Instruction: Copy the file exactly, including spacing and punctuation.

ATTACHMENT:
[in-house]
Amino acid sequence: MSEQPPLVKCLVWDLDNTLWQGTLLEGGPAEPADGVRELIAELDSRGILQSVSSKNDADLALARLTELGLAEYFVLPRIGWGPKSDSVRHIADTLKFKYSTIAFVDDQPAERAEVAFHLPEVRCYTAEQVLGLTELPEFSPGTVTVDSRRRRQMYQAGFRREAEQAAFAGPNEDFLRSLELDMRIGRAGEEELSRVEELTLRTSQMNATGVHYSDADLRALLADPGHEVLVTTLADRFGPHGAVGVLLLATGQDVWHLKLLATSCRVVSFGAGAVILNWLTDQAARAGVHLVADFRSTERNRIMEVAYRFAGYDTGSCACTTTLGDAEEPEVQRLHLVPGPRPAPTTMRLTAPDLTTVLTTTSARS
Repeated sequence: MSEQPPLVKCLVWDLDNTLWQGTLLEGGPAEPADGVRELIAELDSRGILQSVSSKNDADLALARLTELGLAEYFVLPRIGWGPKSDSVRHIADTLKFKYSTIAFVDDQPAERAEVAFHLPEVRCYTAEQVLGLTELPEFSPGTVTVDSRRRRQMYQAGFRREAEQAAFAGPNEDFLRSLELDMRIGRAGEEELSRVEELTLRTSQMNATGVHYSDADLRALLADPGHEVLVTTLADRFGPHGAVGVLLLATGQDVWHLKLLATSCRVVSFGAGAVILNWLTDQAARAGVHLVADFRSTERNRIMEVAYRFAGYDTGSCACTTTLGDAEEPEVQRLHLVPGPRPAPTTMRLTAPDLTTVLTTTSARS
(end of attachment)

[in-house]
Amino acid sequence: MSEQPPLVKCLVWDLDNTLWQGTLLEGGPAEPADGVRELIAELDSRGILQSVSSKNDADLALARLTELGLAEYFVLPRIGWGPKSDSVRHIADTLKFKYSTIAFVDDQPAERAEVAFHLPEVRCYTAEQVLGLTELPEFSPGTVTVDSRRRRQMYQAGFRREAEQAAFAGPNEDFLRSLELDMRIGRAGEEELSRVEELTLRTSQMNATGVHYSDADLRALLADPGHEVLVTTLADRFGPHGAVGVLLLATGQDVWHLKLLATSCRVVSFGAGAVILNWLTDQAARAGVHLVADFRSTERNRIMEVAYRFAGYDTGSCACTTTLGDAEEPEVQRLHLVPGPRPAPTTMRLTAPDLTTVLTTTSARS
Repeated sequence: MSEQPPLVKCLVWDLDNTLWQGTLLEGGPAEPADGVRELIAELDSRGILQSVSSKNDADLALARLTELGLAEYFVLPRIGWGPKSDSVRHIADTLKFKYSTIAFVDDQPAERAEVAFHLPEVRCYTAEQVLGLTELPEFSPGTVTVDSRRRRQMYQAGFRREAEQAAFAGPNEDFLRSLELDMRIGRAGEEELSRVEELTLRTSQMNATGVHYSDADLRALLADPGHEVLVTTLADRFGPHGAVGVLLLATGQDVWHLKLLATSCRVVSFGAGAVILNWLTDQAARAGVHLVADFRSTERNRIMEVAYRFAGYDTGSCACTTTLGDAEEPEVQRLHLVPGPRPAPTTMRLTAPDLTTVLTTTSARS